Almost 50 projects have been completed across the North East over the past year as part of a £1.3m programme of work to improve the environment.
More than 15km of river has been improved, 1,000 hectares of habitat created or improved and more than 18,000 trees planted.
In addition, 10 lakes were given a boost for fishing while 9 fish and 5 eel passage projects were completed.
The figures are released during the Environment Agency’s #WaterWarriors campaign, which launched last week and urges people to consider how their actions can affect water quality and take action to protect blue spaces for everyone.
The North East Environment Programme is managed and delivered by the Environment Agency working mainly in partnership with government backed Catchment Partnerships, bringing together river and wildlife trusts, local authorities and other organisations to improve the environment.
Key projects delivered
There were 43 partners involved in this year’s £1.3million programme, contributing £461,000 in funding.
Key projects progressed in 2020/21 include:
- Identifying actions to reduce the growth of macroalgae at coastal streams at Holy Island, Northumberland, which poses a risk to key protected habitats and internationally important wildlife.
- A study carried out and design options produced for ecological enhancements at Blyth estuary, Northumberland.
- Improvements across the Northumberland Coquet catchments to reduce pollution run off from land, which has seen 3,500 trees planted, thousands of metres of new fencing installed and advice given to 150 landowners.
- Completion of a two-year project to improve fish and eel passage on the River Aln, Northumberland, along with restoration involving 2,450 trees planted and work with 100 landowners to reduce pollution run off from land.
- Planting almost 7,000 trees and hedgerows along a 1km stretch of the Upper Ouseburn, north of Newcastle, to provide habitat and reduce sediment pollution into the river.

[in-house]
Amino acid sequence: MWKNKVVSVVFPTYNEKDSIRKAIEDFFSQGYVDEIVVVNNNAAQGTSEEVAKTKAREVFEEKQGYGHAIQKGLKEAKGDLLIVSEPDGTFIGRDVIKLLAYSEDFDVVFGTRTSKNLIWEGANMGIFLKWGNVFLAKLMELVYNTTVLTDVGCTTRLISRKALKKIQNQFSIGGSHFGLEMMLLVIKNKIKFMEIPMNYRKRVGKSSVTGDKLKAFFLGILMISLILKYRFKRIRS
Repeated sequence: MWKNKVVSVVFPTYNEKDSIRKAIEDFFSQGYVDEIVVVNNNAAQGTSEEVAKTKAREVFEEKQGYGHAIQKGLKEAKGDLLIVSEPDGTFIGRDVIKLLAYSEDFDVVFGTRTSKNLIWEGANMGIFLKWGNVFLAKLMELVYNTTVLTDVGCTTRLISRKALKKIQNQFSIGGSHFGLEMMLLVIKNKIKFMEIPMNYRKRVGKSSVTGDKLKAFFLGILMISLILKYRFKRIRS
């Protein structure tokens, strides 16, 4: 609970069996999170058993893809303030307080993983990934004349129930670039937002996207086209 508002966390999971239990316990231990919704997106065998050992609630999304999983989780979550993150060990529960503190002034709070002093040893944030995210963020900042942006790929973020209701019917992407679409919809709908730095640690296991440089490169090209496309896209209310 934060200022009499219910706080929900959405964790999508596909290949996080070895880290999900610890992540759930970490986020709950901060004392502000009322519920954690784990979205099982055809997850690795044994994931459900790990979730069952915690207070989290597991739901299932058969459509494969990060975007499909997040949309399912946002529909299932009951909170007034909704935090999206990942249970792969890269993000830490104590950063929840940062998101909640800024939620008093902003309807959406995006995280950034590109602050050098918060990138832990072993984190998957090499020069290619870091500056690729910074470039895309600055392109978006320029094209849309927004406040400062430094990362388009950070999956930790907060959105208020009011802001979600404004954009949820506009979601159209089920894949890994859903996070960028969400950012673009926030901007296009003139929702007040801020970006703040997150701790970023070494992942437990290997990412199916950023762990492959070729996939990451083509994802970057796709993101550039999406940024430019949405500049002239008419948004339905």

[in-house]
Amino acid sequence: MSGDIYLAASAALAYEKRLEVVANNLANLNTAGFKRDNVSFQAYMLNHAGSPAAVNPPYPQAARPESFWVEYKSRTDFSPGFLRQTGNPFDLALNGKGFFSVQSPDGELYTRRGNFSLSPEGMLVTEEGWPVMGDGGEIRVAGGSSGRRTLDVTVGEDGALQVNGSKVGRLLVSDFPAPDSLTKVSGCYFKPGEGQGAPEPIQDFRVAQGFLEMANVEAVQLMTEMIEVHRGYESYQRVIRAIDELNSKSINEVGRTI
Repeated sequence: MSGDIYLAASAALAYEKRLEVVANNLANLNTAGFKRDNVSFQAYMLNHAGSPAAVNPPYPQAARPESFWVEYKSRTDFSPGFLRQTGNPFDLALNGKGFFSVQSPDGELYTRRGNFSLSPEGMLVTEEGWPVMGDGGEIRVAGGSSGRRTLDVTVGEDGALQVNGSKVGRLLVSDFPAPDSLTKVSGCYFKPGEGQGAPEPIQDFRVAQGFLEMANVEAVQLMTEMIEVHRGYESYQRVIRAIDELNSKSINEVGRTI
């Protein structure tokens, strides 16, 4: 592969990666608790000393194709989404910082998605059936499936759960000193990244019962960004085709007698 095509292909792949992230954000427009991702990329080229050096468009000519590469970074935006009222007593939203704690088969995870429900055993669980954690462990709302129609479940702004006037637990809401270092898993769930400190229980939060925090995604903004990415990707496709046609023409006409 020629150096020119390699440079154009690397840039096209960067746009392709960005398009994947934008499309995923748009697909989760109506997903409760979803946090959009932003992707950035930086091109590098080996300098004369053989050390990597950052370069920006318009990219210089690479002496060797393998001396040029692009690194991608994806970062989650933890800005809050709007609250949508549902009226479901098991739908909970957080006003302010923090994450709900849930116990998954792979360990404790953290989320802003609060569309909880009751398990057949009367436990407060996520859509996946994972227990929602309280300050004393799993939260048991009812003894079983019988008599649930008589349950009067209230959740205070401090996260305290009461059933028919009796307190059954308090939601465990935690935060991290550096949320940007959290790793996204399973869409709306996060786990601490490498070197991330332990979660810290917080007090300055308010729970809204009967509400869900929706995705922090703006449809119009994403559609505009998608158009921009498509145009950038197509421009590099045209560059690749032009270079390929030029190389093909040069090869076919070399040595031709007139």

- Innovative estuary improvements at pilot sites on the Tyne and Wear, which includes floating ecosystems.
- The final year of a four-year woodland restoration project in Durham which has seen 4,875 trees planted, creating 3.3hectrares of new woodland.
- Improved access and the installation of a new classroom to improve coaching and boost family fishing opportunities at Tilery Pond at Hartlepool.
- Improvements at Langley Beck on the River Tees catchment near Staindrop, including improved connectivity to the beck for fish and addressing diffuse pollution issues.
North East ‘is a far richer place’
Catherine Saxon, North East Area Director for the Environment Agency, said:
Public urged to be #WaterWarriors
With 4 out of 5 people expected to take a #GreatBritishStaycation this summer, it’s more important than ever that we are all #WaterWarriors and protect the quality of our waters and beaches for everyone to enjoy.
- Whether you are at home or away this summer, become a #WaterWarrior by taking small steps to protect water quality such as:
- Only flush the 3Ps – pee, poo and paper
- never pouring fats and oils down the sink
- never flushing wet wipes and sanitary products down the loo
- always taking your rubbish away from the beach
- always bagging and binning your dog’s poo
- never pouring waste liquids or throwing litter down surface water drains
The campaign is also urging people visiting beaches, lakes and rivers to ‘know before you go’ by checking the Environment Agency’s Swimfo website which provides instant, easy access to information on over 400 bathing waters in England, including the latest water quality classification – and, for some bathing waters, when warnings are issued due to the temporary effects on water quality after a rainy day or high tides.
Having this information at the fingertips ensures people have the most up-to-date information before they take the plunge. Joint advice with Public Health England is also available on open water swimming – that’s swimming anywhere that isn’t a public pool – at Swim healthy.